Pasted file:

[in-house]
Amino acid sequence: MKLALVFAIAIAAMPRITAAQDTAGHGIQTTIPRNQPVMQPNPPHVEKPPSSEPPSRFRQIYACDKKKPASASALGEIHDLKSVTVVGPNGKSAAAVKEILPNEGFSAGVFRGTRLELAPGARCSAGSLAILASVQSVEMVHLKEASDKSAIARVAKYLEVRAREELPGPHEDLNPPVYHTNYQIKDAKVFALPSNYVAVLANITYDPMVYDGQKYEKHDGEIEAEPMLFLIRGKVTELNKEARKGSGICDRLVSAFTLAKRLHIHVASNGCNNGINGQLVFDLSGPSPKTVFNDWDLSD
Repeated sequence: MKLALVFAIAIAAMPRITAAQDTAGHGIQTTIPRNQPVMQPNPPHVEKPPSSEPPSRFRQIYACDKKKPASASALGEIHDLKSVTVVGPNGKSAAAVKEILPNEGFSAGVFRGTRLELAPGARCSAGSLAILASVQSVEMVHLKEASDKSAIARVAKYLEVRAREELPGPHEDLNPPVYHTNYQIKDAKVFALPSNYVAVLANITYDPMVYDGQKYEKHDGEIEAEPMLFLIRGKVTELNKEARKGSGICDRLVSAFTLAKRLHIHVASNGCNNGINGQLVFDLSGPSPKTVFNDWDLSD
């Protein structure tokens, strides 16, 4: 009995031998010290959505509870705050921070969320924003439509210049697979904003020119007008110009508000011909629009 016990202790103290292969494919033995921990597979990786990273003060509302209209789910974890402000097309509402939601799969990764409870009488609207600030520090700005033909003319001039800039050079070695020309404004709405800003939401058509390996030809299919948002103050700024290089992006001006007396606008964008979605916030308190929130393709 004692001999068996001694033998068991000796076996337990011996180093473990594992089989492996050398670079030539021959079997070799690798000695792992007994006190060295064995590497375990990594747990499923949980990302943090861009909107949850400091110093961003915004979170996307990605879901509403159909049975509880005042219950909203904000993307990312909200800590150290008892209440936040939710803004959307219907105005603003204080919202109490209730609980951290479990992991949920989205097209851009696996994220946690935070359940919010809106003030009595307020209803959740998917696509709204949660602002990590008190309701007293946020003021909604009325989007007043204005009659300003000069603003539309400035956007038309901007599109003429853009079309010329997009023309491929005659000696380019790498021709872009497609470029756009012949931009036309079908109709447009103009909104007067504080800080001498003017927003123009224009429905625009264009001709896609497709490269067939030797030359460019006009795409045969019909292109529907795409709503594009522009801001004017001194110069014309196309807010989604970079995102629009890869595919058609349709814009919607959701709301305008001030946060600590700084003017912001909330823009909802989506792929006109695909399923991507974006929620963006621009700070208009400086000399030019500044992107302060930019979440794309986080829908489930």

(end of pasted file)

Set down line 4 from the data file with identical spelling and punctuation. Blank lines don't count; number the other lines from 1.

């Protein structure tokens, strides 16, 4: 009995031998010290959505509870705050921070969320924003439509210049697979904003020119007008110009508000011909629009 016990202790103290292969494919033995921990597979990786990273003060509302209209789910974890402000097309509402939601799969990764409870009488609207600030520090700005033909003319001039800039050079070695020309404004709405800003939401058509390996030809299919948002103050700024290089992006001006007396606008964008979605916030308190929130393709 004692001999068996001694033998068991000796076996337990011996180093473990594992089989492996050398670079030539021959079997070799690798000695792992007994006190060295064995590497375990990594747990499923949980990302943090861009909107949850400091110093961003915004979170996307990605879901509403159909049975509880005042219950909203904000993307990312909200800590150290008892209440936040939710803004959307219907105005603003204080919202109490209730609980951290479990992991949920989205097209851009696996994220946690935070359940919010809106003030009595307020209803959740998917696509709204949660602002990590008190309701007293946020003021909604009325989007007043204005009659300003000069603003539309400035956007038309901007599109003429853009079309010329997009023309491929005659000696380019790498021709872009497609470029756009012949931009036309079908109709447009103009909104007067504080800080001498003017927003123009224009429905625009264009001709896609497709490269067939030797030359460019006009795409045969019909292109529907795409709503594009522009801001004017001194110069014309196309807010989604970079995102629009890869595919058609349709814009919607959701709301305008001030946060600590700084003017912001909330823009909802989506792929006109695909399923991507974006929620963006621009700070208009400086000399030019500044992107302060930019979440794309986080829908489930």